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Mental Health

Study Suggests Lack of Mental Health Resources Increases Youth Suicide

— December 15, 2022

A lack of mental health providers, especially in poverty-stricken areas, can lead to a higher adolescent suicide rate.

Shortages in mental health providers correlates to higher suicide rates among U.S. youth, according to a study published in the journal JAMA Pediatrics. The findings compound the already alarming statistics on youth suicide, the second leading cause of death among adolescents in the United States.

The study, the first of its kind, was led by Dr. Jennifer Hoffmann of the Ann & Robert H. Lurie Children’s Hospital of Chicago. Hoffmann and her colleagues looked at youth suicide rates at the county level, stating in their report that the association between youth suicide and mental health workforce shortages while evident, “is not well understood. What is better understood, mental health experts say, is that in both suicidal adults and children, mental illness especially depression — is often a factor.

One in five children in the United States has a mental health condition, but only about half of those in need receive mental health care, according to statistics cited by the researchers. Their study sought to answer this question: “Are youth suicide rates associated with county mental health professional workforce shortages, after adjusting for county demographic and socioeconomic characteristics?

Study Suggests Lack of Mental Health Resources Increases Youth Suicide
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Hoffman and her colleagues found that youth suicides increased where shortages among mental health professionals were higher. The researchers looked at 5,034 suicides among youth aged 5-19 in 3,133 counties across the United States, adjusting for demographics and socioeconomic factors. The majority of suicides were among boys, and most of the counties in the study (67.6%) had shortages of mental health professionals. The study revealed both increased suicide rates in those counties and overall increased firearm suicide rates among youths.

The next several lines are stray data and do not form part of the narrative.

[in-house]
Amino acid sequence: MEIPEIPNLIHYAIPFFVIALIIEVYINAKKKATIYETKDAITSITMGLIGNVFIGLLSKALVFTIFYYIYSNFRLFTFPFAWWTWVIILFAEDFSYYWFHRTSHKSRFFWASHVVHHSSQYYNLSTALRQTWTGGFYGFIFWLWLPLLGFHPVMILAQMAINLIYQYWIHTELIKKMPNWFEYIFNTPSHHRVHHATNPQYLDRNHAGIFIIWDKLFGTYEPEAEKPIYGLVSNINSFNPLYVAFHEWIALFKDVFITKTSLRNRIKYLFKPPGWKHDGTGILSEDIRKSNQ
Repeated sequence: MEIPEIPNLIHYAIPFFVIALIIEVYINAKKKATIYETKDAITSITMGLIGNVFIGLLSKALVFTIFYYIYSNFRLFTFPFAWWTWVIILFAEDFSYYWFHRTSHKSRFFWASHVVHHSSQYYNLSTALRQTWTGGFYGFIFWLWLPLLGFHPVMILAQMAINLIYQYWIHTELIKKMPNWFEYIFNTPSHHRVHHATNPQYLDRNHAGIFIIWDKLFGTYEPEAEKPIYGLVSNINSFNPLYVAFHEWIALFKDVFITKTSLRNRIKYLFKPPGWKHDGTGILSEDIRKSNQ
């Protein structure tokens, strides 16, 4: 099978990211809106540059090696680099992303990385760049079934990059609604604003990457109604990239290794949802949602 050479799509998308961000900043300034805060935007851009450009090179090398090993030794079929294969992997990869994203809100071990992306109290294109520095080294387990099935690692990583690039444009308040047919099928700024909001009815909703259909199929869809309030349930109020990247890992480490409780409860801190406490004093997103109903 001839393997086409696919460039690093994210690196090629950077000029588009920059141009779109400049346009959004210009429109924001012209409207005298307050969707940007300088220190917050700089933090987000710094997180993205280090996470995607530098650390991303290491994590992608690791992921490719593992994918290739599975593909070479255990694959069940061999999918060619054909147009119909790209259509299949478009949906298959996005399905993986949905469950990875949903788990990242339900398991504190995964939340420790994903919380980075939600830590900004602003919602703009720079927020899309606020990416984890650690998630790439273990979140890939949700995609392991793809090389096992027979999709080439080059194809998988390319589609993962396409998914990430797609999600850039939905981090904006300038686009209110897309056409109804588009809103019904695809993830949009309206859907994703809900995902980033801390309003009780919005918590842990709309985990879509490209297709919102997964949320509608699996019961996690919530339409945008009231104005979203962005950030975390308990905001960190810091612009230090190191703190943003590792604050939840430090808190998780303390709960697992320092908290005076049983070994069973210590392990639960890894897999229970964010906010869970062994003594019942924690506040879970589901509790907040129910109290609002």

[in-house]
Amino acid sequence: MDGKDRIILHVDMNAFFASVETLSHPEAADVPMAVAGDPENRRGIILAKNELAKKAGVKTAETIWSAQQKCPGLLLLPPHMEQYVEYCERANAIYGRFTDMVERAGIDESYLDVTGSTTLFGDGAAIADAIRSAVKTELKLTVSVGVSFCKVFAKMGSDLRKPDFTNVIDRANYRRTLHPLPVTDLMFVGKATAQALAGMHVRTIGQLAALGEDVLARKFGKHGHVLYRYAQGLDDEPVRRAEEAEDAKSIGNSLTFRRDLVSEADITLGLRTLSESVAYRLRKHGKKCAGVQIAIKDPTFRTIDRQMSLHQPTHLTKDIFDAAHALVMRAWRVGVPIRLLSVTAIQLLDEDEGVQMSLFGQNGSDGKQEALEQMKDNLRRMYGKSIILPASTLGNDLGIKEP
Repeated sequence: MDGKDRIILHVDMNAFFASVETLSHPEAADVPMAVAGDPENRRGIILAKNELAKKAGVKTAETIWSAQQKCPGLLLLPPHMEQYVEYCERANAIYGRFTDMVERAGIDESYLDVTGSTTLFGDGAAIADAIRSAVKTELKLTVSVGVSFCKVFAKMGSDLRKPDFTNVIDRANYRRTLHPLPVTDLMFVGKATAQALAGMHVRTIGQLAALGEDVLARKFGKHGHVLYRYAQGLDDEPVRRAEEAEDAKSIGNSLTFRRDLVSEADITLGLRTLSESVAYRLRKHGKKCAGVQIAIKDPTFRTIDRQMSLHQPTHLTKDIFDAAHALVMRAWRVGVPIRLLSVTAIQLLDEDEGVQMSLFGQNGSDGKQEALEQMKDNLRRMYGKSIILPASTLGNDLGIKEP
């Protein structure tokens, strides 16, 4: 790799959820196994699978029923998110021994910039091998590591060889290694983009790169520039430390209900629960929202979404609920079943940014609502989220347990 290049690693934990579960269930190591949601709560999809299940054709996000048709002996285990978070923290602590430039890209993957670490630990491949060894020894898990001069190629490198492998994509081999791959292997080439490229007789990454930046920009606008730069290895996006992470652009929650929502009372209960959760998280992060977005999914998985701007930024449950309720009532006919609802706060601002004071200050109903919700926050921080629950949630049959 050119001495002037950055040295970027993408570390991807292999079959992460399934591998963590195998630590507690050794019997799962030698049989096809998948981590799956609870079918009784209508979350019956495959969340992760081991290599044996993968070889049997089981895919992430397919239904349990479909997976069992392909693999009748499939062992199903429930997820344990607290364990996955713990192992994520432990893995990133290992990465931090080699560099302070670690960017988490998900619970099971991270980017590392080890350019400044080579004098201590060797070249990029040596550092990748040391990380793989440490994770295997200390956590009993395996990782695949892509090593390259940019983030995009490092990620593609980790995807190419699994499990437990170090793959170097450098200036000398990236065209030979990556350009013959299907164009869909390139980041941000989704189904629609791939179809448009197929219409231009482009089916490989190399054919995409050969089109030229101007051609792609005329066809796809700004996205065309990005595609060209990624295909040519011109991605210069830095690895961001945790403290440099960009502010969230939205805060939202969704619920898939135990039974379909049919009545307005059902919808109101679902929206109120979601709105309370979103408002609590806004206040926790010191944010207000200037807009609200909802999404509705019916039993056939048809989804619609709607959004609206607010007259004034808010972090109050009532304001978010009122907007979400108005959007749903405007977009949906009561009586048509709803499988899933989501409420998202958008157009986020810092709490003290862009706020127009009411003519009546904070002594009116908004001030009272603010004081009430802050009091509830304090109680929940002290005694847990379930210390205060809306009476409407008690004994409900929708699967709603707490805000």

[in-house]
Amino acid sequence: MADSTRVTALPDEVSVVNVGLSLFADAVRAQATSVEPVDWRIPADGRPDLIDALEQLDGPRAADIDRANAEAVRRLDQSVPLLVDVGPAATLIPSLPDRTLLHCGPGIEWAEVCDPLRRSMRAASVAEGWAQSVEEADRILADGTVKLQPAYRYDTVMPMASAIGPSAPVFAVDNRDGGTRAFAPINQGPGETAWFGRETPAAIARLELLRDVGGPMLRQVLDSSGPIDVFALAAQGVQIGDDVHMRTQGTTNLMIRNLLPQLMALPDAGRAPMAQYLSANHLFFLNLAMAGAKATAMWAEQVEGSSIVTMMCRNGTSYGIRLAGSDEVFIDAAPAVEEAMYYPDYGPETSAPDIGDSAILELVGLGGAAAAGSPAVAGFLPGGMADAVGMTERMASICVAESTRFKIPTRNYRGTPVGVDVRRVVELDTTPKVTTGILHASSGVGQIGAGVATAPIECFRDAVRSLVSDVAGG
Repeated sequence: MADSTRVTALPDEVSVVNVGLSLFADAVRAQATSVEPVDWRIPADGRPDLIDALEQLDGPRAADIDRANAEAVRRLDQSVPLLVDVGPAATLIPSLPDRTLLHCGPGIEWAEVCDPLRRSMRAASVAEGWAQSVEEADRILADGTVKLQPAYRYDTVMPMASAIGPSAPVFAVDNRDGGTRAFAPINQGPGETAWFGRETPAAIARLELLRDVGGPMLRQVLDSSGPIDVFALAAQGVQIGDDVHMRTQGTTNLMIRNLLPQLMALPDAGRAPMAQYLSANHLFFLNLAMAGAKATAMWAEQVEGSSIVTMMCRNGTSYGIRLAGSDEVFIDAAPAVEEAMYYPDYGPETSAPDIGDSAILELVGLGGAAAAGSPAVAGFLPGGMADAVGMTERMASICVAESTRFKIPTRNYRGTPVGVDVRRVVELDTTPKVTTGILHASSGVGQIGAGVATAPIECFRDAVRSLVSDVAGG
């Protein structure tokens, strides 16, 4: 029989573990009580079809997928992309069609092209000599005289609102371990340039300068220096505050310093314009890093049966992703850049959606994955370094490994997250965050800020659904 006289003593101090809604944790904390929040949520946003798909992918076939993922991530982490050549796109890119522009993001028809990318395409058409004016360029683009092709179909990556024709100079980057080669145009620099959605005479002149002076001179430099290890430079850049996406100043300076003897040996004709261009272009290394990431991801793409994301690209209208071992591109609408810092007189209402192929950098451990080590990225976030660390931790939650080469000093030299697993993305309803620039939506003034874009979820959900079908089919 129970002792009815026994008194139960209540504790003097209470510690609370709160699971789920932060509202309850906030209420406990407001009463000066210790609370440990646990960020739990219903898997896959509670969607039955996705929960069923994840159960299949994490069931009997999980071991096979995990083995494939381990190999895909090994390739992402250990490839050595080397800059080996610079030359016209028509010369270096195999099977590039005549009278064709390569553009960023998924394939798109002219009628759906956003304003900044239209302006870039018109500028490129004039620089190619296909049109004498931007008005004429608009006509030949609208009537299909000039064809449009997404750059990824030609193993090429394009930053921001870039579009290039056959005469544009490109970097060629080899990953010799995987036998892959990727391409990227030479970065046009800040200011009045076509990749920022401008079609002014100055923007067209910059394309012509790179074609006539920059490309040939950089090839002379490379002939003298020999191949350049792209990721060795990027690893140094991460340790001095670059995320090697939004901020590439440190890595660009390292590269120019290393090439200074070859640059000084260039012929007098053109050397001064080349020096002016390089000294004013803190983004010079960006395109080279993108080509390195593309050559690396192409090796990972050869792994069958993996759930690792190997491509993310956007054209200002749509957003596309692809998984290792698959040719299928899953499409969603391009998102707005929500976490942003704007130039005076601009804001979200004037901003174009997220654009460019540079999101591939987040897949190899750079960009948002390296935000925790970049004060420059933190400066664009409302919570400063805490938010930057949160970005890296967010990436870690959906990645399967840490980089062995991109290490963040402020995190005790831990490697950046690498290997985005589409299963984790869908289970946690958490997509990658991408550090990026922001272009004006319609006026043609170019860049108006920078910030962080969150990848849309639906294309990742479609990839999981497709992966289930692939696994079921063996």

“Our results underscore the critical need to expand the mental health professional workforce in counties across the country,” Hoffmann said. “In addition, policies that restrict firearm access to young people may be considered as a suicide prevention strategy.”

To achieve their findings, researchers used a Health Professional Shortage Area (HPSA) score (025) for mental health services in each county, which is assigned by the U.S. Health Resources & Services Administration. For every one-point increase in that score, the adjusted youth suicide rate increased 4%, the study revealed. Suicide rates are higher in high poverty and rural areas, which typically have fewer mental health resources available or people who cannot afford care.

Researchers said that their findings could “inform” efforts to prevent suicides among youth in the United States, which have increased in recent years. Among the actions that could be taken: integrating mental health access into primary care and school settings, and making telehealth services more accessible. Other steps could include further limiting youth access to firearms, and improving reimbursement rates for mental health services, Hoffmann said.

The American Academy of Child & Adolescent Psychiatry offers help on recognizing the warning signs of children and teens who may be considering suicide. Some common risk factors include depression, bullying, and withdrawal from friends, family and activities. Those who are able to seek mental health help can work with licensed professionals to work through feelings of depression and hopelessness. However, if resources are not available, adolescents can feel isolated and alone.


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